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CEHJCommented:
Since the JAVA people are doing that to protect their own liability
That's one way of looking at it. Another way of looking at it is that they are being rightly and honestly cautious and warning you that unpatched Java is a vector for serious malware. It's one thing getting support calls saying a Java app is behaving oddly and quite another saying that CryptoLocker malware has entered our entire network and encrypted all our files. The solution to that last one? There isn't one so if you have no backups you've had it
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jcimarronCommented:
netshops--
"I assume there must be a way to control the program without the javacpl.exe. "

You can reach the Security tab of the Java Console by clicking Java on the Control Panel.    You may not have an Update tab going this route.
 
(Not sure why you do not want to use javacpl.exe.)
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netshopsAuthor Commented:
You do not understand, I cannot go around clicking on hundreds of computers.  Some are in remote locations.
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jcimarronCommented:
netshops--
Then you may all have to live with the Java messages.
However as DaveBaldwin has said the best alternative is to modify the application.  You could then set Java to update automatically and quietly.
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CEHJCommented:
What is the problem with getting them to click on the update button exactly?
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krakatoaCommented:
Too difficult CEHJ - end users generally aren't allowed to think for themselves.

-----------

Even if we wanted to push every new version of Java we could not do so until after testing it.

You *can't* be serious???
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jcimarronCommented:
Krakatoa--
Well, you may be back to my suggestions in http:#a39591727 .

"It is not easy to kill the Java Updates warning"
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krakatoaCommented:
Your suggestions could be right up the Asker's street, indeed. I guess in the end it is up to him if he wants to play Russian Roulette. ;)
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jcimarronCommented:
Krakatoa--Please, let us know.
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krakatoaCommented:
Let you know what?
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jcimarronCommented:
Krakatoa--What the Asker does and if use of the suggestion fixes the problem.
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krakatoaCommented:
Well you've already made all the suggestions, have you not? I thought it would be obvious that I'm of the opinion that the updates should not be ignored, and that's all I have to say about it.
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jcimarronCommented:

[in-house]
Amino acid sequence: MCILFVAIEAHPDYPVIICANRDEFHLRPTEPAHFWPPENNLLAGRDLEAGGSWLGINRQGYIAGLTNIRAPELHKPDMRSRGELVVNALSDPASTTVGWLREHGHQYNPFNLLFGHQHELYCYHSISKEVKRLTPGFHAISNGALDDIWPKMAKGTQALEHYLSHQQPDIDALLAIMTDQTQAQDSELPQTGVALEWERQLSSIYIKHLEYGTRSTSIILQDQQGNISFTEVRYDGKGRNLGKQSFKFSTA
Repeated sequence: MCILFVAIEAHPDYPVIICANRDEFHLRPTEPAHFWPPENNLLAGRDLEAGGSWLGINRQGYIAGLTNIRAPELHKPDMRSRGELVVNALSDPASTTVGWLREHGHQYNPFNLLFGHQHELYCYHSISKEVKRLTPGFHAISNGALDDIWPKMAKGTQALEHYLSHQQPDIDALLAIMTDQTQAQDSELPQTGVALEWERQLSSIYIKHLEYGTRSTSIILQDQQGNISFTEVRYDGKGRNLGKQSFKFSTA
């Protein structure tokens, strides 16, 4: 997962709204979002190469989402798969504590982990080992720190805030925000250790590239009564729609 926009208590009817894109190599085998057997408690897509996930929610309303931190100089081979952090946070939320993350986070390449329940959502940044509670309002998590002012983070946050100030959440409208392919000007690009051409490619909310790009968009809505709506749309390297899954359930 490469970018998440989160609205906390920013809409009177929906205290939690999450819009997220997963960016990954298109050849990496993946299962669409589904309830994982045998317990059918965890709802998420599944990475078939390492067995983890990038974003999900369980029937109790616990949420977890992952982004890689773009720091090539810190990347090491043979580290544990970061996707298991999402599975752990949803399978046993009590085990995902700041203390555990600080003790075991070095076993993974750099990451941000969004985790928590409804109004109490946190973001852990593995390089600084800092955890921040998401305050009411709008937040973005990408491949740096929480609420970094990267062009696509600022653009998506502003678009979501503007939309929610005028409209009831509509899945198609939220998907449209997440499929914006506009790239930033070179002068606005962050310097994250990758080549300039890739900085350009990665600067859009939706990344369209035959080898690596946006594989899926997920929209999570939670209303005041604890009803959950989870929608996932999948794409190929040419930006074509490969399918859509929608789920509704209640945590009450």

krakatoa--One of the objectives of Experts-Exchange is to archive threads which have successful solutions to problems.
I do not know why you seem to be annoyed by my comment above ( http:#a39592832 ) .  It was only to eventually learn whether the solutions offered were successful.
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krakatoaCommented:
I understand the objectives. As I said, you are making the representations about what can be done - why is that not good enough? Do I need to repeat them? You already *have* given what you deem to be "successful solutions to problems", and I don't need to embellish them, nor plagiarise what you've said.

Who said I was annoyed by your comments?? There was never any notion of annoyance on my part.
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jcimarronCommented:
krakatoa--
Forgive me--This is a long thread and thought you were posting on behalf of the Asker (who was your client) when I made my comment asking to let us know (what the end result was).
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krakatoaCommented:
I'm out. Long ago. Please, someone, award the points.
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netshopsAuthor Commented:
This solution was the only suggestion provided that fit the requirements set out by the original post.  We cannot push all Java updates without testing, sadly that was the only solution offered by the experts.
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jcimarronCommented:
netshops--Thanks for telling us the solution.
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Sorin_VCommented:
Hi all,

Can someone guide me in the right direction (post), where it outlines how to Update Java on all workstations.

Active Directory environment. Users do not have access to donwload/install applications.

Thank you all.
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jcimarronCommented:
Sorin_V--I suspect you will have very few viewers at the tail end of an answered question.

You would be best served by starting your own thread.
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Sorin_VCommented:
@jcimarron ... I'm new to this community. Thank you for your advice. I did not want to be the one who asked questions that have already been posted.
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Dave BaldwinFixer of ProblemsCommented:
@Sorin_V, I wouldn't worry about it.  If your question has already been answered we will probably give you a link to the answer.